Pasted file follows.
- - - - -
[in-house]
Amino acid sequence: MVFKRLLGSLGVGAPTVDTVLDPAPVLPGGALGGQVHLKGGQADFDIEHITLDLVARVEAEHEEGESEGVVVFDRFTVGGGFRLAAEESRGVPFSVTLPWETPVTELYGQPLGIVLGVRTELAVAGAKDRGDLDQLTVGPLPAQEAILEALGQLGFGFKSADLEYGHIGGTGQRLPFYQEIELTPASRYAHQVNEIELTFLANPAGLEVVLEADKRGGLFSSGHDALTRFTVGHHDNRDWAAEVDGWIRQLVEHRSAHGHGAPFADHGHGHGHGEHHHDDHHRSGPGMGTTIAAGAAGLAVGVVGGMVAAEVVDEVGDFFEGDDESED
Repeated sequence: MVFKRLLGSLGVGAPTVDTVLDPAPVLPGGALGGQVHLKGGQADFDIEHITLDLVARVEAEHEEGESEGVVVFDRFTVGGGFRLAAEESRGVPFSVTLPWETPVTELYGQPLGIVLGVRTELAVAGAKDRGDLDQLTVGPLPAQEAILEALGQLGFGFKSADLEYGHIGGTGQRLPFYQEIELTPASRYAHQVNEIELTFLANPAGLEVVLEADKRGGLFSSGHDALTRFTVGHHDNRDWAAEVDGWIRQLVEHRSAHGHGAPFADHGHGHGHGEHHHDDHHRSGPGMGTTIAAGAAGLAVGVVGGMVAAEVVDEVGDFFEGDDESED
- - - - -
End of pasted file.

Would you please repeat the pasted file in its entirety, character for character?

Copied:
[in-house]
Amino acid sequence: MVFKRLLGSLGVGAPTVDTVLDPAPVLPGGALGGQVHLKGGQADFDIEHITLDLVARVEAEHEEGESEGVVVFDRFTVGGGFRLAAEESRGVPFSVTLPWETPVTELYGQPLGIVLGVRTELAVAGAKDRGDLDQLTVGPLPAQEAILEALGQLGFGFKSADLEYGHIGGTGQRLPFYQEIELTPASRYAHQVNEIELTFLANPAGLEVVLEADKRGGLFSSGHDALTRFTVGHHDNRDWAAEVDGWIRQLVEHRSAHGHGAPFADHGHGHGHGEHHHDDHHRSGPGMGTTIAAGAAGLAVGVVGGMVAAEVVDEVGDFFEGDDESED
Repeated sequence: MVFKRLLGSLGVGAPTVDTVLDPAPVLPGGALGGQVHLKGGQADFDIEHITLDLVARVEAEHEEGESEGVVVFDRFTVGGGFRLAAEESRGVPFSVTLPWETPVTELYGQPLGIVLGVRTELAVAGAKDRGDLDQLTVGPLPAQEAILEALGQLGFGFKSADLEYGHIGGTGQRLPFYQEIELTPASRYAHQVNEIELTFLANPAGLEVVLEADKRGGLFSSGHDALTRFTVGHHDNRDWAAEVDGWIRQLVEHRSAHGHGAPFADHGHGHGHGEHHHDDHHRSGPGMGTTIAAGAAGLAVGVVGGMVAAEVVDEVGDFFEGDDESED